2021 Sejong Writing Competition
Winning Entries :: Essays :: Adult third place
third place tie, adult essay division
The narrative story “Wings” by influential writer Yi Sang travels through a revealing branch of time when Japan occupied and controlled Korea. Multifaceted and thoroughly wrought with layers of possible political climate interpretations, the storyline of “Wings” presents a young, troubled individual and his altered concept of reality. By stepping back from the personal nuances of the story and understanding the bigger picture of symbolic disreality and the allegory of the lost Korean identity, one can perceive the underlying truths of society from a historical perspective. In a wider sense, Yi Sang’s two protagonists in the story, the disturbed narrator and his controlling wife, can be viewed as embodiments or personifications of Korea and Japan, respectively. Introduced from this point of view, the smaller symbols throughout the story such as money, the wife’s career, sleep, and finally the “wings,” can all be scaled to a much grander ideological size, directly reflecting the encompassing political, economic, and social issues Koreans faced under Japanese rule.
Slightly after the opening of the story, the narrator describes his surroundings as such: “A room partitioned into two by a sliding door: who would have known it was a symbol of my fate?” (68). Geopolitically, this can be understood as shared space between the two entities. In terms of ruling power, Korea and Japan were incompatible for any semblance of peace, due to the impediment of a “sliding door,” or symbol of the ideological block that separated their interests. When Korea and Japan clashed, one inevitably submitted to the other, thus losing a central part of its identity in the process.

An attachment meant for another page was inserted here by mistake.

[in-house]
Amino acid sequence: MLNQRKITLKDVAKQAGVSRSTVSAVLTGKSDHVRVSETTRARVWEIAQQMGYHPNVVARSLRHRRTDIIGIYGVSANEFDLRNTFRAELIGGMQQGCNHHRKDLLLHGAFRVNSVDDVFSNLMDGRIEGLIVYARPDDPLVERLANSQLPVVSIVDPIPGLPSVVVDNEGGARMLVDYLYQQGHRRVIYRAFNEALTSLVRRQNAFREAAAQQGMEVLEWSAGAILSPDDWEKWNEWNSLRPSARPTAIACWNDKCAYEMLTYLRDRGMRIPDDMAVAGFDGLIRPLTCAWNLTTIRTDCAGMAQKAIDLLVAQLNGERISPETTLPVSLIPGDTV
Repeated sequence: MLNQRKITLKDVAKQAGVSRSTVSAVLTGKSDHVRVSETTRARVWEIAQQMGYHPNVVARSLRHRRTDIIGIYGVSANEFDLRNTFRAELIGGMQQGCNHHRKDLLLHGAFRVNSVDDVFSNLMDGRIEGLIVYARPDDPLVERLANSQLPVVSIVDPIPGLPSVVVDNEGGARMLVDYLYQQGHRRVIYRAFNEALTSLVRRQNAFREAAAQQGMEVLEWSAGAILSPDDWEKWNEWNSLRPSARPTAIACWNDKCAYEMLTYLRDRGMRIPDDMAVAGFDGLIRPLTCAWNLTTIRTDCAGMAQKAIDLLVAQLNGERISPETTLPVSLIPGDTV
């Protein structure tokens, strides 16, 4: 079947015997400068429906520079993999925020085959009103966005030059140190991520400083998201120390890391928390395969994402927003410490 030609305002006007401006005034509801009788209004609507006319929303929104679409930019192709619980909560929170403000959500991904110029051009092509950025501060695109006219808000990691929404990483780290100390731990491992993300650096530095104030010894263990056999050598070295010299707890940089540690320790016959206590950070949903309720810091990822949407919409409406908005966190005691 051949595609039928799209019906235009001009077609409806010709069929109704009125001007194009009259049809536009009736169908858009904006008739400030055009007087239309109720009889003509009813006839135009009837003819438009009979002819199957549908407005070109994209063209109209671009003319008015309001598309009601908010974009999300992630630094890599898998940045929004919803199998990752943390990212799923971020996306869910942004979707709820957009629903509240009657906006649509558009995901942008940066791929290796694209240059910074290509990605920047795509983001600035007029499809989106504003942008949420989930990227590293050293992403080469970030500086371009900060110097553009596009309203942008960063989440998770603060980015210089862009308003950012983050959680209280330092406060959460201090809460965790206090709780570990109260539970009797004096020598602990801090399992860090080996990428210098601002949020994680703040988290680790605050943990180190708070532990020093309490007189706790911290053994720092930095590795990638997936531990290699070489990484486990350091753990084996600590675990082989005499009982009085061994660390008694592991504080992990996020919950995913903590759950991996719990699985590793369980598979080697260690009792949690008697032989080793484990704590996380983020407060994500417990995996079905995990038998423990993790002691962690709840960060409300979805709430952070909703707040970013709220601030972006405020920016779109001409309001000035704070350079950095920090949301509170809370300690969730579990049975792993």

This time period in Korea marked a fruitless search within the native populace to hang onto the innate cultural, political, and social characteristics of their people. Muddied by the Japanese occupation, the overarching image of truth was markedly strenuous for Koreans to decipher among the white noise of societal assimilation. From this confusion sprung several illusions and denial systems in the population meant to cover up or partially repair what had been lost during the process of subjugation. These illusory thought forms are clear in the narrator’s questionable actions.
Among the narrator’s personal dilemmas in “The Wings,” the monetary predicament he holds with his wife reflects the economic stalemate Korea found itself in under Japanese rule. This manifestation was the result of a contradiction between the face value of currency and the state-allocated freedom to spend it. From detaching money from any intrinsic value, to despising finance as the causal force behind his wife’s business, to appreciating his stipend as a bargaining tool for “pleasure,” the narrator experiences a wide spectrum of monetary definitions but cannot seem to find its truth in his life other than a vessel of control. Recognizing that money is paradoxically meaningless and meaningful throws the narrator ever further into confusion. What ideology should set him free does not, and this cognitive dissonance is pushed into his unconscious so as not to interfere with his basic survival tendencies.